Approximately 14% of the US population is affected by chronic kidney disease (CKD), and roughly 4.5 million patients currently require dialysis. An additional 2 million patients live with transplantation to supplement kidney function lost due to CKD.
A kidney consists of ~ 1 million filtration units called glomeruli. Glomeruli are basically a ball of capillary blood vessels, supported by specific epithelial cells called podocytes, to create a fine sieve to filter circulating blood. This permits the kidney to excrete excess electrolytes, water and toxins while retaining serum proteins. While many conditions could lead to CKD, glomerulopathy, injury to this filtering structure is the major primary cause for CKD in both adults and children.
Our lab studies mechanisms by which glomerulopathy progresses, with two major points of potential therapeutic intervention: podocyte injury and activation of fibrogenesis (FIG 1).
Although dozens of genetic mutations have been identified in association with glomerulopathy, in the majority of cases, the etiology is unknown.
Many pathways have been suggested to mediate podocytes injury. We recently found that p110g, a catalytic subunit of the g isoform of PI3-kinase, could be a mediator of podocyte injury for many distinct etiologies. Unlike the ubiquitously-expressed, well-studied a and b isoforms, the g isoform of PI3-kinase is primarily expressed in inflammatory cells. We showed that this isoform is upregulated in podocytes of mice subjected to a stimulus that causes glomerulopathy, and that a specific inhibitor of p110g prevents injury to podocytes (Fig 2).
The g isoform of PI3-kinase is unique not only in its distribution, but also in its mode of activation, utilizing G-protein coupled receptors and two distinct regulatory subunits. The exact mechanisms by which this isoform mediates podocyte injury, as well as its relevance to human disease, are topics of active investigation in the lab. Specific inhibitors of p110g are under development by pharmaceutical companies for cancer treatment, anticipating possible application of such drugs in treating or preventing injury to podocytes.
ACTIVATION OF SCAR-FORMING CELLS
From the initial presentation, it usually takes 5 to 10 years for patients with glomerulopathy to progress to the final stages of CKD and complete loss of kidney function. The main pathologic mechanism of failing kidneys is fibrosis; that is, tissue scarring.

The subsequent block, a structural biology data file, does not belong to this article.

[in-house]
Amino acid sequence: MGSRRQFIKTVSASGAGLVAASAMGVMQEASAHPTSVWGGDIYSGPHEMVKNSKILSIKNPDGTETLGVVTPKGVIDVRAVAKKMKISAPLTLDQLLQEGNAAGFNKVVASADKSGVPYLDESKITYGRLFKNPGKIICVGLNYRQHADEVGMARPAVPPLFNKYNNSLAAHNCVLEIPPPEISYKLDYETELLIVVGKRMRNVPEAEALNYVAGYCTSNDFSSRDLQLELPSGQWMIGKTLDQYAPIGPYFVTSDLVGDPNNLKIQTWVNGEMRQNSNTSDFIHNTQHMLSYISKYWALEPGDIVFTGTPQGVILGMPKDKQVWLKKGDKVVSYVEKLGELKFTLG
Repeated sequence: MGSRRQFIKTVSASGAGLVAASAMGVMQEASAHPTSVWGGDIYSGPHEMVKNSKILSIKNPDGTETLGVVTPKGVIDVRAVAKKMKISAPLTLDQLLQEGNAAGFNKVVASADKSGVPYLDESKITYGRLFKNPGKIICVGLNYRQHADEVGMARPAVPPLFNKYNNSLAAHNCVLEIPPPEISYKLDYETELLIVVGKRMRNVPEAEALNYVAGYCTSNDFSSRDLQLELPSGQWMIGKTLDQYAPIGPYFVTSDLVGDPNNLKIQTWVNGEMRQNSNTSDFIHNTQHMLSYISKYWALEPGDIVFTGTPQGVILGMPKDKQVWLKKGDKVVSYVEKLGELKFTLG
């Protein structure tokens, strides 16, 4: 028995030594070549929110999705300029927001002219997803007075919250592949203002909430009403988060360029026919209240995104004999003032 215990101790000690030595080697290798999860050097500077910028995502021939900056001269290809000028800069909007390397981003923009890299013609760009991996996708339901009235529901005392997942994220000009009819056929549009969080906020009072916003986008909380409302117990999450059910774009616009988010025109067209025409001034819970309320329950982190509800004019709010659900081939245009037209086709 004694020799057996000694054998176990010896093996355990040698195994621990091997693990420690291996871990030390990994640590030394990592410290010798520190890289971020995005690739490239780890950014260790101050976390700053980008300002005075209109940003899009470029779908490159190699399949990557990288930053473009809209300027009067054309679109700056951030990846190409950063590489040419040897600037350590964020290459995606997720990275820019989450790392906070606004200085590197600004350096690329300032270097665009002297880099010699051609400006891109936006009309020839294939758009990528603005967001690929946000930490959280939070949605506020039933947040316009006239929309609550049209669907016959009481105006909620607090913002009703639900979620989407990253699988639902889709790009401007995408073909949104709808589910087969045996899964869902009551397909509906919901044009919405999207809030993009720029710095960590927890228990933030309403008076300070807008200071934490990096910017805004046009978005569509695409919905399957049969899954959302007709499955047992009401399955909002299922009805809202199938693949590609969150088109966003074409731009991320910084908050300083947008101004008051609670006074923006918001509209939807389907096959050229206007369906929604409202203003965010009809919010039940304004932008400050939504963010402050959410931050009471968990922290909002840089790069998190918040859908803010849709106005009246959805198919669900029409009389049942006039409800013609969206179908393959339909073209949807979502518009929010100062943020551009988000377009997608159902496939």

Intracellular signals that mediate fibrosis have been the major focus of the lab over the past two decades, with stimulation by the well-known fibrogenic cytokine, transforming growth factor b (TGF-b), as a central focus. When mice with glomerulopathy are treated with an inhibitor to TGF-b, fibrotic tissue formation is prevented, as expected, while proteinuria, as a result of podocyte injury, persists (Fig 3). These data indicate that the mechanism for fibrosis is distinct from that of podocyte injury, and that scar formation is another potential therapeutic target even at the stage where podocyte injury is irreversible. We have explored several important modulators of TGF-b signaling specific to fibrogenesis.
Most cells in the kidney have specific characteristics that determine their function, and are said to be “differentiated.” Maintenance of a differentiated state depends upon the local tissue structure and many molecules within and outside of the cell. When cells are exposed to fibrogenic stimuli such as TGF-b, they change their characteristics and become scar producers. Our laboratory has found that a molecule inside the cell called SARA (Smad Anchor for Activation) may help prevent this from happening. Epithelial cells are low in scar-forming capability and express a lot of SARA. When either exposed to TGF-b or genetically depleted of SARA, they start expressing markers for activation and produce scar material (Runyan, J BIol Chem, 2009). Interestingly, fibroblasts, which produce scar tissue, do not express SARA. Recent experiments in our lab suggest that SARA might prevent cells from contributing to some forms of fibrosis (unpublished). Together, these data implicate SARA in maintenance of non-fibrotic cell phenotype, and therefore could be an anti-fibrotic molecule.
The project aimed at better understanding how SARA works has recently been funded by the National Institute of Diabetes and Digestive and Kidney Disease.
Recent publications (selected)
- Liang X, Schnaper HW, Matsusaka T, Pastan I, Ledbetter S, Hayashida T: Anti-TGF-b antibody, 1D11, ameliorate glomerular fibrosis in ouse models after the onset of proteinuria. Plos One, http://dx.doi.org/10.1371/journal.pone.0155534, 2016
- Baumann B, Hayashida T, Liang X, Schnaper HW; HIF-1a promotes glomerulo-sclerosis and regulates COL1A2 expression through interactions with Smad. Kidney Int, 90(4):797-808, 2016 [PMCID: PMC5026582]
- Finer G, Schnaper HW, Kanwar YS, Lin HY, Hayashida T; Divergent roles of Smad3 and PI3- kinase in murine Adriamycin nephropathy indicate distinct mechanisms of proteinuria and fibrogenesis. Kidney Int, 82, 525-536, 2012
Research Associate Professor of Pediatrics (Kidney Diseases)
Tomoko Hayashida, MD, PhD
H. William Schnaper, MD
Department of Pediatrics
Morton 4-685G (MS# W-140)
310 E. Superior St.
Chicago, IL 60611-3008
Following are links to more information to entities and areas of focus related to the Schnaper lab.
- Department of Pediatrics
- Lurie Children’s Division of Kidney Diseases
- Driskill Graduate Program (DGP) in the Life Sciences
- Northwestern University Clinical and Translational Sciences Institute
- Children’s Hospital of Chicago Research Center
- American Society of Pediatric Nephrology
- American Society of Nephrology